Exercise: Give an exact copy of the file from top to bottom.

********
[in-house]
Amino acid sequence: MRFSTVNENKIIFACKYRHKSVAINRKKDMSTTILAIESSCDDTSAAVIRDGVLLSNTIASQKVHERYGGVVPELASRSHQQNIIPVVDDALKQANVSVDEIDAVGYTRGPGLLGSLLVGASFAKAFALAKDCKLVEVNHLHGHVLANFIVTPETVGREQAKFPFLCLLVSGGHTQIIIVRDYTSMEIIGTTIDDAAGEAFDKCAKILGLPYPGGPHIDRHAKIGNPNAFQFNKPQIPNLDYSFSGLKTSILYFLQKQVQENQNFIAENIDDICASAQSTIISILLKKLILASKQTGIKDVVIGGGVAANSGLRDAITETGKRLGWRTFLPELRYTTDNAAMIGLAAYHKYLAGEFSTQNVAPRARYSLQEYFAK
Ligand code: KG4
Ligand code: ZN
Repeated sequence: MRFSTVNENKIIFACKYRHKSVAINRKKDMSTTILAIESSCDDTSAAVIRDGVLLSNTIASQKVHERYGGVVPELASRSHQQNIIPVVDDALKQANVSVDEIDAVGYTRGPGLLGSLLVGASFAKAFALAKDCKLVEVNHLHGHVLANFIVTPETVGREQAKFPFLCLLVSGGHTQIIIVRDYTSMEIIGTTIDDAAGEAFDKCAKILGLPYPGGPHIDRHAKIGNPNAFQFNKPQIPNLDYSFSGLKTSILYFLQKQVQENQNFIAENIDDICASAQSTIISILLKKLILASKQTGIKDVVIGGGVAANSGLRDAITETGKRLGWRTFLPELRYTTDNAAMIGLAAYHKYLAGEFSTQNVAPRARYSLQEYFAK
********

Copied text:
[in-house]
Amino acid sequence: MRFSTVNENKIIFACKYRHKSVAINRKKDMSTTILAIESSCDDTSAAVIRDGVLLSNTIASQKVHERYGGVVPELASRSHQQNIIPVVDDALKQANVSVDEIDAVGYTRGPGLLGSLLVGASFAKAFALAKDCKLVEVNHLHGHVLANFIVTPETVGREQAKFPFLCLLVSGGHTQIIIVRDYTSMEIIGTTIDDAAGEAFDKCAKILGLPYPGGPHIDRHAKIGNPNAFQFNKPQIPNLDYSFSGLKTSILYFLQKQVQENQNFIAENIDDICASAQSTIISILLKKLILASKQTGIKDVVIGGGVAANSGLRDAITETGKRLGWRTFLPELRYTTDNAAMIGLAAYHKYLAGEFSTQNVAPRARYSLQEYFAK
Ligand code: KG4
Ligand code: ZN
Repeated sequence: MRFSTVNENKIIFACKYRHKSVAINRKKDMSTTILAIESSCDDTSAAVIRDGVLLSNTIASQKVHERYGGVVPELASRSHQQNIIPVVDDALKQANVSVDEIDAVGYTRGPGLLGSLLVGASFAKAFALAKDCKLVEVNHLHGHVLANFIVTPETVGREQAKFPFLCLLVSGGHTQIIIVRDYTSMEIIGTTIDDAAGEAFDKCAKILGLPYPGGPHIDRHAKIGNPNAFQFNKPQIPNLDYSFSGLKTSILYFLQKQVQENQNFIAENIDDICASAQSTIISILLKKLILASKQTGIKDVVIGGGVAANSGLRDAITETGKRLGWRTFLPELRYTTDNAAMIGLAAYHKYLAGEFSTQNVAPRARYSLQEYFAK